Economy

Why Banks Fear Interest Free Credit Cards

Did you know that interest-free credit cards are making banks uncomfortable? Read on to see why banks fear interest-free credit cards.

The following are reasons why banks fear interest-free credit cards.

No interest cards are a ticking time bomb

The deal isn’t as it appears on paper because banks still intend to recoup their money once the interest-free period is over. The banks assume that the customers will still have an outstanding balance to pay, for them to start charging high interests. It could be detrimental to the banks if customers decided to pay their debts in time. The banks could also end up facing litigation for overstated profits like Tesco did in 2014.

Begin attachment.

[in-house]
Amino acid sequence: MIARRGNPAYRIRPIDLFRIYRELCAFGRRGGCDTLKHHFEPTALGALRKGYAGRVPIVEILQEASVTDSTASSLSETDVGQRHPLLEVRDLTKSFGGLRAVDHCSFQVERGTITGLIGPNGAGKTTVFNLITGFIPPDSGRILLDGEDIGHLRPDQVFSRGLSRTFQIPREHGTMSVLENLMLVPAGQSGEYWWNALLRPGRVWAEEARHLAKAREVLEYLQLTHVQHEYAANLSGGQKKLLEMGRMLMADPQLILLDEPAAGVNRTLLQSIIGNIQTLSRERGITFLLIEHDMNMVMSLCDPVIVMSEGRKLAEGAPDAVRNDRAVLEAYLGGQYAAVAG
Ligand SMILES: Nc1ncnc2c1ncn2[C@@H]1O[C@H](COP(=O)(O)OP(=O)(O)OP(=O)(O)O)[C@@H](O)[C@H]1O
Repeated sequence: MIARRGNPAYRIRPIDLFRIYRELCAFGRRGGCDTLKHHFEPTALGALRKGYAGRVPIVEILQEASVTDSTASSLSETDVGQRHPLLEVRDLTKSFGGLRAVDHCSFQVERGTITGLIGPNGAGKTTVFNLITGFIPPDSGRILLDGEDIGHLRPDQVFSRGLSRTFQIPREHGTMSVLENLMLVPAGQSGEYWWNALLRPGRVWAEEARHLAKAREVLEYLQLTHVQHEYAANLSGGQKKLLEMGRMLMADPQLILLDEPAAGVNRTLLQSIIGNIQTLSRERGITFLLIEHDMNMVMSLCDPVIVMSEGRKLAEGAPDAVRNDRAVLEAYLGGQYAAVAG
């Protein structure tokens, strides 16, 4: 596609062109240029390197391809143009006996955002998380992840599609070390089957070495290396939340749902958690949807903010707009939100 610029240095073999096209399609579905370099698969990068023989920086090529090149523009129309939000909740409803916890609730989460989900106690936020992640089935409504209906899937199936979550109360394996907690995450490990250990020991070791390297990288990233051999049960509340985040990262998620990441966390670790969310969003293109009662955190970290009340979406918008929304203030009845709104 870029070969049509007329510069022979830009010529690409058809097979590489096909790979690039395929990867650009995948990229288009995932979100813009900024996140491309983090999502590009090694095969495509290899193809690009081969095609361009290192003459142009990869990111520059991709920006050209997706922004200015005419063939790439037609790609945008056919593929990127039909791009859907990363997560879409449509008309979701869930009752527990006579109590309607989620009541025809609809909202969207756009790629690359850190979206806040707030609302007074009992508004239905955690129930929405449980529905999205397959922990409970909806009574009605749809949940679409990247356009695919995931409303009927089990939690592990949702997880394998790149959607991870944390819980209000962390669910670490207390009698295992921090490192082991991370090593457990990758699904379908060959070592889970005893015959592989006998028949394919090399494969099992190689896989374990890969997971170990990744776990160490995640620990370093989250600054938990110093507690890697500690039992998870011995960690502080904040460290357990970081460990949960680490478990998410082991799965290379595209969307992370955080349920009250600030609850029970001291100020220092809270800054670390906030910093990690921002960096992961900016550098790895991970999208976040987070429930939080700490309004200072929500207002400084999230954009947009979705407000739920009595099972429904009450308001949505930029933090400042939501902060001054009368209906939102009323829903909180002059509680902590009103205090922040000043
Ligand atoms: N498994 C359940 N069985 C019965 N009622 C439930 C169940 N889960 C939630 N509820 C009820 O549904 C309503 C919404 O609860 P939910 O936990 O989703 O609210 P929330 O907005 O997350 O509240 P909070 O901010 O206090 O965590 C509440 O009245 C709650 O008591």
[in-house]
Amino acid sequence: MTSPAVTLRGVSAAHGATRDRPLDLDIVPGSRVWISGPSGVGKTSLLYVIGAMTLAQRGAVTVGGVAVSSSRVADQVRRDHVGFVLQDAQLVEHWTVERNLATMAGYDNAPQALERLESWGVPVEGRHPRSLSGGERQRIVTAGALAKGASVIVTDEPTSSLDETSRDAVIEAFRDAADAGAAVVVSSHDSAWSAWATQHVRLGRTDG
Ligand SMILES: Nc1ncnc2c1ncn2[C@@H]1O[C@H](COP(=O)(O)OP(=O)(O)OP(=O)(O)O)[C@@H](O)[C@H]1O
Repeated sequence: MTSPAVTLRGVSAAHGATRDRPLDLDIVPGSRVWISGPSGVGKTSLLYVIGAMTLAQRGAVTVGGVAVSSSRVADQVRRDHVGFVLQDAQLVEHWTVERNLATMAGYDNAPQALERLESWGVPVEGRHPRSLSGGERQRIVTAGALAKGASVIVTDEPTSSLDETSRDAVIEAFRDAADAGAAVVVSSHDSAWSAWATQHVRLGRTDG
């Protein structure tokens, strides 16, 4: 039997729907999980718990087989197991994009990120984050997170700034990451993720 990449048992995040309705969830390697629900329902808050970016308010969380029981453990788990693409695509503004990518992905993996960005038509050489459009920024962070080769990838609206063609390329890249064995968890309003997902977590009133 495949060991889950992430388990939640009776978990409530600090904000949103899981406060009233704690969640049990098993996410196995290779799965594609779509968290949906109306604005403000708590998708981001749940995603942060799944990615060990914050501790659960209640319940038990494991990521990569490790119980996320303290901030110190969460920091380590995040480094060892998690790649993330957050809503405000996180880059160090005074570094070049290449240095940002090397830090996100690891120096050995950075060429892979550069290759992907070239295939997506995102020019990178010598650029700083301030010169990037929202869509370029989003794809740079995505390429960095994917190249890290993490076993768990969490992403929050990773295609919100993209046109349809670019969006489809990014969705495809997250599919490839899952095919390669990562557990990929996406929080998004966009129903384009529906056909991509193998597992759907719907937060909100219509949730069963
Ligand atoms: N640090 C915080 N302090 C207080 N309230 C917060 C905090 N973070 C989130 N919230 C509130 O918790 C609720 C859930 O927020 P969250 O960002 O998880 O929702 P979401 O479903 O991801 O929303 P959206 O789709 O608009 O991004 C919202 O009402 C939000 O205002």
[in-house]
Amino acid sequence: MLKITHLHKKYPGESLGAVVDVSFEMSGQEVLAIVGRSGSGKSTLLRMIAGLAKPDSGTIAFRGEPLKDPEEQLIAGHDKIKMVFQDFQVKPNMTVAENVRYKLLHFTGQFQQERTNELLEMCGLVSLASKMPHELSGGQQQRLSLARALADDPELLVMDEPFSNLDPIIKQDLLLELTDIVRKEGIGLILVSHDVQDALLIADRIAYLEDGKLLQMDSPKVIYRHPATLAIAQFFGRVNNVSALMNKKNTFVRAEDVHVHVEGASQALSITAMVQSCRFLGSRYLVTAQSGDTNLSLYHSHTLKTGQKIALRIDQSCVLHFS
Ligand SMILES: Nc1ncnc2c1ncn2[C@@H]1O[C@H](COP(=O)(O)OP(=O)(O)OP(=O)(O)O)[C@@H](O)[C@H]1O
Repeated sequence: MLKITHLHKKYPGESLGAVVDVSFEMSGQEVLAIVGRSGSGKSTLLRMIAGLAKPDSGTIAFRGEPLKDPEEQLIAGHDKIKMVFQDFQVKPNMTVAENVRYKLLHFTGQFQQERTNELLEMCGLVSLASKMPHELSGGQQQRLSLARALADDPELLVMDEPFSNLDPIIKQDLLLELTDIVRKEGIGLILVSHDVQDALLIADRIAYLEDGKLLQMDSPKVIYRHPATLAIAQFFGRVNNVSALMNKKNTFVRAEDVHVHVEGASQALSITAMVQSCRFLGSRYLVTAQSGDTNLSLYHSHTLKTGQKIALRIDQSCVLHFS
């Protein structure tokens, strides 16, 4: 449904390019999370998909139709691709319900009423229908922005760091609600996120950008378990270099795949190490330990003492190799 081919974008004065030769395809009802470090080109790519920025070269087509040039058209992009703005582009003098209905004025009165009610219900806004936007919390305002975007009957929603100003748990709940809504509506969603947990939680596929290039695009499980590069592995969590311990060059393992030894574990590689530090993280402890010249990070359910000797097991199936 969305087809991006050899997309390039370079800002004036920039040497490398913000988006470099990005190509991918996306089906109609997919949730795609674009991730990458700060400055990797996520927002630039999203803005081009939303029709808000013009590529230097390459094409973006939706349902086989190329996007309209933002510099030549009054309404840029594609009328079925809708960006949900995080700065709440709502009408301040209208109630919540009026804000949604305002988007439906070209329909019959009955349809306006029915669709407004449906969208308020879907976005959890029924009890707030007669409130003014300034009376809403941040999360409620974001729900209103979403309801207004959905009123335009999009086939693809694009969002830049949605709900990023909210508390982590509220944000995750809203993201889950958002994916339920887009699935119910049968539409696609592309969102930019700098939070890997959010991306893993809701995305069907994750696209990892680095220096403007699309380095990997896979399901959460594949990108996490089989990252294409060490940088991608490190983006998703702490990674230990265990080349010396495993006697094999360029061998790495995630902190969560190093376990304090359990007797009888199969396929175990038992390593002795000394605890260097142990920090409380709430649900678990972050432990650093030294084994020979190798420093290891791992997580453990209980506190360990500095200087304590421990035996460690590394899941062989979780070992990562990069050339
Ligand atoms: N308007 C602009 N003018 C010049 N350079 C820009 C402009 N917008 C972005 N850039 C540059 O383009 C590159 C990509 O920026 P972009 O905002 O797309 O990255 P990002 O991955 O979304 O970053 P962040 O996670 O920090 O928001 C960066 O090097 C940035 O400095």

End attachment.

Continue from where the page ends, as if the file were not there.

Customers could lose confidence in credit cards

Most customers could prefer the interest-free offers because they don’t want debts. With banks giving options like installment payments, a customer who doesn’t understand the jargon might find themselves paying hefty interests when the offers end. Anything could also happen during the period like loss of income. A customer that is unable to make monthly installments could end up with outstanding balances even if they intended to pay back within the interest-free period. For that reason, customers might avoid the cards. Word also travels fast, and it could be just a matter of times before customers avoid bank products in fears of facing the unknown in the future.

Interest-free credits cards are great for customers, but there are valid reasons why banks fear interest-free credit cards.